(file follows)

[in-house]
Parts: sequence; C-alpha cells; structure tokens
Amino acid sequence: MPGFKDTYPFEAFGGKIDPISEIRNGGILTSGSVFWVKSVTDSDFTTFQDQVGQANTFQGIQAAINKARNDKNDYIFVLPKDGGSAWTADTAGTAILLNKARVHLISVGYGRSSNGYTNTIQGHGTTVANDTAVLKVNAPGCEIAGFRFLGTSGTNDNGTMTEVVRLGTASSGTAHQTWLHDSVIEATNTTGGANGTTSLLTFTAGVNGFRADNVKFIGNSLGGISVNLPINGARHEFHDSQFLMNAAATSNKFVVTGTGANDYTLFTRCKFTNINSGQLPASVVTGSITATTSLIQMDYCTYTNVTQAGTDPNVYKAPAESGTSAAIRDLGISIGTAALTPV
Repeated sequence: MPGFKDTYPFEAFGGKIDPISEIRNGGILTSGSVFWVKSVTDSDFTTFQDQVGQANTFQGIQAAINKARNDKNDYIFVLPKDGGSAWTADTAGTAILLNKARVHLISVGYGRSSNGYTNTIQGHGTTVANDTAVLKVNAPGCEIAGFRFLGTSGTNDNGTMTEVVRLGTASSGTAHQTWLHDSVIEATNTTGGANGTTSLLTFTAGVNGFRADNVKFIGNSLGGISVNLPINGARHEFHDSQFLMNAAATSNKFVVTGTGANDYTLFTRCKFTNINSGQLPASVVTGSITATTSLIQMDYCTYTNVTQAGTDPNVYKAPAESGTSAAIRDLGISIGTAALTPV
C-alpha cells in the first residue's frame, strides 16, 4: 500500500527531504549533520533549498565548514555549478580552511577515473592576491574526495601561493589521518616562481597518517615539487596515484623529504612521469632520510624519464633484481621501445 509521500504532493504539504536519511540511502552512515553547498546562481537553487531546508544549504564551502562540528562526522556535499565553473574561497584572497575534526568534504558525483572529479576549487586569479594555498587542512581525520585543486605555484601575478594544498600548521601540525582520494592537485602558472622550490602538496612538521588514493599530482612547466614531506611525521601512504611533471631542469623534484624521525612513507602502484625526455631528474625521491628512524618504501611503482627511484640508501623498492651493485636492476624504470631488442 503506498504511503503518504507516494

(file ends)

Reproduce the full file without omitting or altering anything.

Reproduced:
[in-house]
Parts: sequence; C-alpha cells; structure tokens
Amino acid sequence: MPGFKDTYPFEAFGGKIDPISEIRNGGILTSGSVFWVKSVTDSDFTTFQDQVGQANTFQGIQAAINKARNDKNDYIFVLPKDGGSAWTADTAGTAILLNKARVHLISVGYGRSSNGYTNTIQGHGTTVANDTAVLKVNAPGCEIAGFRFLGTSGTNDNGTMTEVVRLGTASSGTAHQTWLHDSVIEATNTTGGANGTTSLLTFTAGVNGFRADNVKFIGNSLGGISVNLPINGARHEFHDSQFLMNAAATSNKFVVTGTGANDYTLFTRCKFTNINSGQLPASVVTGSITATTSLIQMDYCTYTNVTQAGTDPNVYKAPAESGTSAAIRDLGISIGTAALTPV
Repeated sequence: MPGFKDTYPFEAFGGKIDPISEIRNGGILTSGSVFWVKSVTDSDFTTFQDQVGQANTFQGIQAAINKARNDKNDYIFVLPKDGGSAWTADTAGTAILLNKARVHLISVGYGRSSNGYTNTIQGHGTTVANDTAVLKVNAPGCEIAGFRFLGTSGTNDNGTMTEVVRLGTASSGTAHQTWLHDSVIEATNTTGGANGTTSLLTFTAGVNGFRADNVKFIGNSLGGISVNLPINGARHEFHDSQFLMNAAATSNKFVVTGTGANDYTLFTRCKFTNINSGQLPASVVTGSITATTSLIQMDYCTYTNVTQAGTDPNVYKAPAESGTSAAIRDLGISIGTAALTPV
C-alpha cells in the first residue's frame, strides 16, 4: 500500500527531504549533520533549498565548514555549478580552511577515473592576491574526495601561493589521518616562481597518517615539487596515484623529504612521469632520510624519464633484481621501445 509521500504532493504539504536519511540511502552512515553547498546562481537553487531546508544549504564551502562540528562526522556535499565553473574561497584572497575534526568534504558525483572529479576549487586569479594555498587542512581525520585543486605555484601575478594544498600548521601540525582520494592537485602558472622550490602538496612538521588514493599530482612547466614531506611525521601512504611533471631542469623534484624521525612513507602502484625526455631528474625521491628512524618504501611503482627511484640508501623498492651493485636492476624504470631488442 503506498504511503503518504507516494